Connie Buchanan (Photo: Supplied; Design: Archi Banal)
Connie Buchanan (Photo: Supplied; Design: Archi Banal)

BooksDecember 5, 2021

It’s really not ideal to raise a kid on a staple diet of Reader’s Digests

Connie Buchanan (Photo: Supplied; Design: Archi Banal)
Connie Buchanan (Photo: Supplied; Design: Archi Banal)

Connie Buchanan grew up gobbling down stories, even the questionable stuff that arrived via 90s Hamilton garage sales. 

When I was a kid I read The Reader’s Digest. When I think about those small book-shaped magazines now, I think of the most powerful insult I’ve ever heard – “I’m going to eat you and shit you out.”

I ate those magazines. And then shat out information, from age 11 or 12, on all the big preoccupations of 90s American news. 

Crack Babies. Gorbachev. The Litigious American Public. The Psychology of Evil. Clinton’s Yo-Yo Diplomacy. Cocaine, The Devil Within.

The subtitle “a family magazine”, plus its propensity to run marriage-saving advice, gave the whole thing a vague feeling of Christian propaganda. This was sufficient to ward off the censorship of my then-evangelical parents, despite the articles being sourced and condensed from The New York Times, Vanity Fair, Washington Post, Conde Nast and other Satan-adjacent sources.

With a Reader’s Digest in hand, I was free to read. 

Best of all was the Drama in Real Life section. True stories of survival, long buried in my mind, now claw to the surface. The one about a skier trapped under avalanche snow for days who chewed through a brace of birds, killed in the same avalanche, that had frozen near her face. From memory, she ate up four whole ones, interspersed with intense sessions of toe-flexing and filling her bladder with snow for the warmth of later release, before managing to orient herself within the ice tomb. Once she figured out which way was up, she screwed her ski pole millimetre by millimetre in the right direction and finally cracked through to signify life.

Somewhere in there is a metaphor for what reading is to kids. Reading is the ski pole that pokes you out of your frozen hole? Reading is the raw avian organs that keep you alive? Reading is the flexing of your extremities so they don’t turn black and fall off? Reading is the disciplined treat wee that warms you from the inside?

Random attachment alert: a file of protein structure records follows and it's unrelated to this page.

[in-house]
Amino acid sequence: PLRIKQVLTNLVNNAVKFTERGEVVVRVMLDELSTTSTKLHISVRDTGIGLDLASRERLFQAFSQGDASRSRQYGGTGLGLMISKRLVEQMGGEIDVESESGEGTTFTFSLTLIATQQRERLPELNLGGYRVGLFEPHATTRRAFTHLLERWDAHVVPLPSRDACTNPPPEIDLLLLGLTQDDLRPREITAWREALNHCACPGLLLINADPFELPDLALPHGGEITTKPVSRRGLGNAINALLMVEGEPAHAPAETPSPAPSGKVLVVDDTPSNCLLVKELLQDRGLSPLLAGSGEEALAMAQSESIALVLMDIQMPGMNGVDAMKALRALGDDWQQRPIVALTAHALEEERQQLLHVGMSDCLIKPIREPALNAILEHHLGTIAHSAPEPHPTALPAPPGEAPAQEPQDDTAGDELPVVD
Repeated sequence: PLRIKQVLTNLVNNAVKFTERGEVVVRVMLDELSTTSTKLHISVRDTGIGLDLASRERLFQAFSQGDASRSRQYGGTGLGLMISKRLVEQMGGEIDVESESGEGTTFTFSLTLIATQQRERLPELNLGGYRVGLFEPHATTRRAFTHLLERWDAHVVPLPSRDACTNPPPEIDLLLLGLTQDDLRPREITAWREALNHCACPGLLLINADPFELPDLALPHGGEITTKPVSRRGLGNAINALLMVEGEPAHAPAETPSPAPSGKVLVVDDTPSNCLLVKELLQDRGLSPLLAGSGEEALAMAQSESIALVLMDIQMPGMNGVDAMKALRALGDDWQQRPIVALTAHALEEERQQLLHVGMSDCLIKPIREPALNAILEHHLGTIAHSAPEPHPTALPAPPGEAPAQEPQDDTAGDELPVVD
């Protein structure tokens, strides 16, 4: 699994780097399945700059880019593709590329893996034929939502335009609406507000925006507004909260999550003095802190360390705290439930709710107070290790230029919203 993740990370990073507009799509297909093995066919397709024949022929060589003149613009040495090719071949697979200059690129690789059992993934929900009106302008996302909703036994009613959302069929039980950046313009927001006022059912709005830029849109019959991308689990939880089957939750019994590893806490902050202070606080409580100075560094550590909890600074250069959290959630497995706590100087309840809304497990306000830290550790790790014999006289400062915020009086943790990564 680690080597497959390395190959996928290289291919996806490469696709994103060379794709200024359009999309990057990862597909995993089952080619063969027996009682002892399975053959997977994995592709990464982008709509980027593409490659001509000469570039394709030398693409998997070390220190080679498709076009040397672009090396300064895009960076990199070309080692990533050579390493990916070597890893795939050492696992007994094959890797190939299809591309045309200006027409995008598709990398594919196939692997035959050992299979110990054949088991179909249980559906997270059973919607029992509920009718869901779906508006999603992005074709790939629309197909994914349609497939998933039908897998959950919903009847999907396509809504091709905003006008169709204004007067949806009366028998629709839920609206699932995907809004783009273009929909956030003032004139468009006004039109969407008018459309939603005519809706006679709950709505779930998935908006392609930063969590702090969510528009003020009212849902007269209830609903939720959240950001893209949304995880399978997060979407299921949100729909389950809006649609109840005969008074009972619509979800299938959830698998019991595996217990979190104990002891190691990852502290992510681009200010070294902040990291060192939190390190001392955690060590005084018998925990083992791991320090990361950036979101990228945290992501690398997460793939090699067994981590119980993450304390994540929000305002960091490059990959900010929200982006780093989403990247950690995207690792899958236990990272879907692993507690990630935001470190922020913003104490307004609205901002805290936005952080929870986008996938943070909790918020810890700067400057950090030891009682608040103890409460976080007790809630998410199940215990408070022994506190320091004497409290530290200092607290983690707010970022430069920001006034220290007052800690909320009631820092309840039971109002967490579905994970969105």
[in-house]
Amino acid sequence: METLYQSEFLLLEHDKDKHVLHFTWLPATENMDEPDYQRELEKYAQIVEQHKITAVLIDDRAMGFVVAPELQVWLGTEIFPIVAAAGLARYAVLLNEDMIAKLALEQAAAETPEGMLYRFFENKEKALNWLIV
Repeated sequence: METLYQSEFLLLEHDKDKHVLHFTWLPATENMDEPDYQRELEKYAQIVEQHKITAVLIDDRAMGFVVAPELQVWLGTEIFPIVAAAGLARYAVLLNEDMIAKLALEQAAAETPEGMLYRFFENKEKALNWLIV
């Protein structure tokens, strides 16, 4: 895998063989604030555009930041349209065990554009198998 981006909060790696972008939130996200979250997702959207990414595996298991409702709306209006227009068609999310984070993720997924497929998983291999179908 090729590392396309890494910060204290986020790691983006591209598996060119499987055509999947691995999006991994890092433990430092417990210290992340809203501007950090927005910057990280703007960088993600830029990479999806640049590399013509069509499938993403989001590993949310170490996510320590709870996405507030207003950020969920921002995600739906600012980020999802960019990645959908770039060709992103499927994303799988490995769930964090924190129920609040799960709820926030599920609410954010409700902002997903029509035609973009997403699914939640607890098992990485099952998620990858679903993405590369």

Reading – even when you’re reading a montage of moral panic and sensational survival stories – is all of these things. 

But reading fiction, well, that’s the rescue team which comes striding over the snow crust in tennis-racquet shoes to pull you, gasping and heaving, into light and air and the world.

Crack babies, it turns out, weren’t really a thing. The vexatiously litigious American public wasn’t really a thing. The definitive example of the psychology of evil, the famous Stanford Prison Experiment, wasn’t really a thing. 

I didn’t know it at the time, but I was far better off trying to learn truths about the world from the fiction that appeared in the house. 

These were books that were never bought new. They just appeared, thick and wavy from someone else’s bath. You read what arrived, not what you’d chosen. Often they rose up from the bottom of garage sale boxes, released from service as packing material for a crapped out Sony hi-fi system, to be welcomed in a house with heaps of kids and no TV.

There must be a Venn diagram of people in 1990s Hamilton who held both garage sales and pro-Israel opinions, because I went through a heavy period of Jewish fiction. Among the holy land novels, concentration camp horror, and uplifting tales of kibbutz life, I recall The Endless Steppe, by Esther Hautzig. I Am David, by Anne Holm. Exodus, by Leon Uris.